January 29, 2011 Cliff Williams Department of Philosophy Trinity College Deerfield, IL 60015
I was lying on the physical therapist’s table getting my feet worked on several days ago. “You are 67 and you are still teaching?” the therapist asked. “Yes,” I replied. “Last Sunday evening, several students and I got together and read Anne of Green Gables to each other. You can’t do that very many other places.”
It was just me, Sara, and Jaime. We met in the lower dining hall on campus, then found a quiet place at the end of a narrow hallway. I sat on the floor on one side, Jaime sat on the other side, and Sara in between. Jaime had never read Anne of Green Gables before, nor seen the movie, so she started us off. Sara and I exchanged knowing smiles when we anticipated some event that Jaime was soon to hear about.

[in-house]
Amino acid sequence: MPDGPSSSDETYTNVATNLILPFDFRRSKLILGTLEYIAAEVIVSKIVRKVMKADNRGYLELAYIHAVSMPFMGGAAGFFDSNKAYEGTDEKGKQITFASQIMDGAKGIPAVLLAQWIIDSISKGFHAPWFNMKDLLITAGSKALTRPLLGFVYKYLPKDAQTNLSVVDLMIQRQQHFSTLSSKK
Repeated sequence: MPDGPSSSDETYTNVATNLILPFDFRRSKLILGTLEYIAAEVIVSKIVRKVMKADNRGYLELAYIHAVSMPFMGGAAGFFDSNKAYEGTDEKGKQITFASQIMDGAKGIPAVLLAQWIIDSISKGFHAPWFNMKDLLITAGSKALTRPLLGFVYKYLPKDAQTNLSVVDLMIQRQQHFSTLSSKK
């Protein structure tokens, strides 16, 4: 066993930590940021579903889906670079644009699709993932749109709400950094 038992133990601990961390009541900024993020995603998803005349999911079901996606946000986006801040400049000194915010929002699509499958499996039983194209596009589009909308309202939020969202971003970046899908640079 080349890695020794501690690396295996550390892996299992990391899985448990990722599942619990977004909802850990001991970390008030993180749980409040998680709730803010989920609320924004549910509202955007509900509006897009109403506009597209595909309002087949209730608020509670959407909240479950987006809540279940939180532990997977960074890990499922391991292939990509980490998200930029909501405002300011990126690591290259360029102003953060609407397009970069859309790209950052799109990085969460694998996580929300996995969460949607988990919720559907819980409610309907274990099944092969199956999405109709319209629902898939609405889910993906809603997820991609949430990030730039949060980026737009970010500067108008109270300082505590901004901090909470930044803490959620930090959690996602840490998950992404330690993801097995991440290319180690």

“Why do you do that?” the therapist wondered.
“Just because,” I answered. Then, because she had a puzzled look on her face, I added, “It’s extracurricular teaching.”
“Oh,” she said with a knowing nod.
But it wasn’t teaching at all. It was just reading together and giggling at Anne’s adventures and anticipating what would happen next, plus delighting at Anne’s awe upon discovering the Lake of Shining Waters.
I did not have any motive beyond experiencing these. Nor did I conceive the event to be a teaching moment. It was just there, in the hallway, on the floor.
Of course, Sara and Jaime will remember it. They will remember my voice and twinkling eyes as I read my page. I will remember their voices and childlike glee as they read their pages. And remembering splendid events, I have discovered, is almost as good as undergoing them.